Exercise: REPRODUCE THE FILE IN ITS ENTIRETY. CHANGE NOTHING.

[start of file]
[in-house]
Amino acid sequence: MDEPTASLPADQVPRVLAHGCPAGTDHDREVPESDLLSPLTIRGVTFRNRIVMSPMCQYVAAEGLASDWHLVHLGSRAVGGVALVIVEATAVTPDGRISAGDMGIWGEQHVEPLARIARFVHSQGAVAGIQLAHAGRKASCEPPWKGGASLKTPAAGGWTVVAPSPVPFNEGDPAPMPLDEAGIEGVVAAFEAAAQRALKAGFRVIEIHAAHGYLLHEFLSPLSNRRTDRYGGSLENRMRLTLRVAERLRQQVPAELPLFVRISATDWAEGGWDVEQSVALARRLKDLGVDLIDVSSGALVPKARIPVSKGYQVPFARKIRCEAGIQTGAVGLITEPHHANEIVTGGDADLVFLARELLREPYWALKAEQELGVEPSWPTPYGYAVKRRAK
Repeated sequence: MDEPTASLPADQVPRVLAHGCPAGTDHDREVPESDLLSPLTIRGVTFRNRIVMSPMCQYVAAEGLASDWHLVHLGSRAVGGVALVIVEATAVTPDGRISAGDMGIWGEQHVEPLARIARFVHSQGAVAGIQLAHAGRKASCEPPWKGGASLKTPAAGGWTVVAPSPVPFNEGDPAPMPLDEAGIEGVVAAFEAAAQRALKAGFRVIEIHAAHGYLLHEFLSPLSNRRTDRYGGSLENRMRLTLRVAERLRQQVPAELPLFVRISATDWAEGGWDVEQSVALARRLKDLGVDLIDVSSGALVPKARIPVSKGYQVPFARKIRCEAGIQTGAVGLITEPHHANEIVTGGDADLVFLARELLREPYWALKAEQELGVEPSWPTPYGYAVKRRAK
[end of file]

[in-house]
Amino acid sequence: MDEPTASLPADQVPRVLAHGCPAGTDHDREVPESDLLSPLTIRGVTFRNRIVMSPMCQYVAAEGLASDWHLVHLGSRAVGGVALVIVEATAVTPDGRISAGDMGIWGEQHVEPLARIARFVHSQGAVAGIQLAHAGRKASCEPPWKGGASLKTPAAGGWTVVAPSPVPFNEGDPAPMPLDEAGIEGVVAAFEAAAQRALKAGFRVIEIHAAHGYLLHEFLSPLSNRRTDRYGGSLENRMRLTLRVAERLRQQVPAELPLFVRISATDWAEGGWDVEQSVALARRLKDLGVDLIDVSSGALVPKARIPVSKGYQVPFARKIRCEAGIQTGAVGLITEPHHANEIVTGGDADLVFLARELLREPYWALKAEQELGVEPSWPTPYGYAVKRRAK
Repeated sequence: MDEPTASLPADQVPRVLAHGCPAGTDHDREVPESDLLSPLTIRGVTFRNRIVMSPMCQYVAAEGLASDWHLVHLGSRAVGGVALVIVEATAVTPDGRISAGDMGIWGEQHVEPLARIARFVHSQGAVAGIQLAHAGRKASCEPPWKGGASLKTPAAGGWTVVAPSPVPFNEGDPAPMPLDEAGIEGVVAAFEAAAQRALKAGFRVIEIHAAHGYLLHEFLSPLSNRRTDRYGGSLENRMRLTLRVAERLRQQVPAELPLFVRISATDWAEGGWDVEQSVALARRLKDLGVDLIDVSSGALVPKARIPVSKGYQVPFARKIRCEAGIQTGAVGLITEPHHANEIVTGGDADLVFLARELLREPYWALKAEQELGVEPSWPTPYGYAVKRRAK